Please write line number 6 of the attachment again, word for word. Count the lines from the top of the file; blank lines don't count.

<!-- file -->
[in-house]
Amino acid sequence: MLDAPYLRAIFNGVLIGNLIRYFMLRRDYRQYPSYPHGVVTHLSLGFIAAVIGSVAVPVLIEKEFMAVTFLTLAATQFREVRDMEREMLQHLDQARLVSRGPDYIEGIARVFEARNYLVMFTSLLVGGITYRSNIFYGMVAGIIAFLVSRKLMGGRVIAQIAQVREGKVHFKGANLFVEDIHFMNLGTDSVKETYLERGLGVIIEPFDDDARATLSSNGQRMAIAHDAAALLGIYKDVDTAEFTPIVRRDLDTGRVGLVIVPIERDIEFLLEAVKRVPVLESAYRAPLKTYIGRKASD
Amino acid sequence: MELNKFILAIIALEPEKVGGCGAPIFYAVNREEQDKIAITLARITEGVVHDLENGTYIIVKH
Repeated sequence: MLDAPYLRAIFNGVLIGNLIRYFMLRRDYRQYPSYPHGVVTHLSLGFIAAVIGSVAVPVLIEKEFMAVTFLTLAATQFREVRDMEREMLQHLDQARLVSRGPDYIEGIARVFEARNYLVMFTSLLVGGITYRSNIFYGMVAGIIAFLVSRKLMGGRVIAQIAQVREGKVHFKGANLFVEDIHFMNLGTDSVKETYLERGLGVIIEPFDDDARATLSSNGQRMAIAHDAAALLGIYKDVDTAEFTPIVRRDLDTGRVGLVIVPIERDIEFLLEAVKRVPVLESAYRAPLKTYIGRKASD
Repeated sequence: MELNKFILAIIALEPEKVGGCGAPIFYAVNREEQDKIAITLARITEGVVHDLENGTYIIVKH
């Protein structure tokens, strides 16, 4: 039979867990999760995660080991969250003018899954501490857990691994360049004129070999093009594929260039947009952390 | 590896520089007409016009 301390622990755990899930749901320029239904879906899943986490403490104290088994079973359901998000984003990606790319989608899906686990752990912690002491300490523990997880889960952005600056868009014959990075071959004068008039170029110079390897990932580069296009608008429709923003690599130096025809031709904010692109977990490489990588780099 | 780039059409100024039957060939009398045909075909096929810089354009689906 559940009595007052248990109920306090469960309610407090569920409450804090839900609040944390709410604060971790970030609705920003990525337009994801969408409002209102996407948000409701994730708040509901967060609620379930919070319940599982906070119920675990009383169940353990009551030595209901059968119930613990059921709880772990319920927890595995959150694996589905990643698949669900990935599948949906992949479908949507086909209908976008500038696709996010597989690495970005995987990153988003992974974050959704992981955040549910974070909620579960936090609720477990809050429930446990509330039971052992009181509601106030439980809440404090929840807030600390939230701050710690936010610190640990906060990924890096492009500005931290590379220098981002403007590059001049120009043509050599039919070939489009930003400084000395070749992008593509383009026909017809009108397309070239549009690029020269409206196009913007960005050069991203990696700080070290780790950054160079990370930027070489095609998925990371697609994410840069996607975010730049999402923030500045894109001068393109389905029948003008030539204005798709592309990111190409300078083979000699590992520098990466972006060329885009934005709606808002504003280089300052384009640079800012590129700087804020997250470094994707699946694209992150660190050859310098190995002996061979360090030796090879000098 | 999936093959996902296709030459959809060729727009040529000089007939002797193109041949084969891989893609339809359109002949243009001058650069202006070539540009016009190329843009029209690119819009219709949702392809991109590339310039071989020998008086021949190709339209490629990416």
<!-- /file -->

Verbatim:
């Protein structure tokens, strides 16, 4: 039979867990999760995660080991969250003018899954501490857990691994360049004129070999093009594929260039947009952390 | 590896520089007409016009 301390622990755990899930749901320029239904879906899943986490403490104290088994079973359901998000984003990606790319989608899906686990752990912690002491300490523990997880889960952005600056868009014959990075071959004068008039170029110079390897990932580069296009608008429709923003690599130096025809031709904010692109977990490489990588780099 | 780039059409100024039957060939009398045909075909096929810089354009689906 559940009595007052248990109920306090469960309610407090569920409450804090839900609040944390709410604060971790970030609705920003990525337009994801969408409002209102996407948000409701994730708040509901967060609620379930919070319940599982906070119920675990009383169940353990009551030595209901059968119930613990059921709880772990319920927890595995959150694996589905990643698949669900990935599948949906992949479908949507086909209908976008500038696709996010597989690495970005995987990153988003992974974050959704992981955040549910974070909620579960936090609720477990809050429930446990509330039971052992009181509601106030439980809440404090929840807030600390939230701050710690936010610190640990906060990924890096492009500005931290590379220098981002403007590059001049120009043509050599039919070939489009930003400084000395070749992008593509383009026909017809009108397309070239549009690029020269409206196009913007960005050069991203990696700080070290780790950054160079990370930027070489095609998925990371697609994410840069996607975010730049999402923030500045894109001068393109389905029948003008030539204005798709592309990111190409300078083979000699590992520098990466972006060329885009934005709606808002504003280089300052384009640079800012590129700087804020997250470094994707699946694209992150660190050859310098190995002996061979360090030796090879000098 | 999936093959996902296709030459959809060729727009040529000089007939002797193109041949084969891989893609339809359109002949243009001058650069202006070539540009016009190329843009029209690119819009219709949702392809991109590339310039071989020998008086021949190709339209490629990416």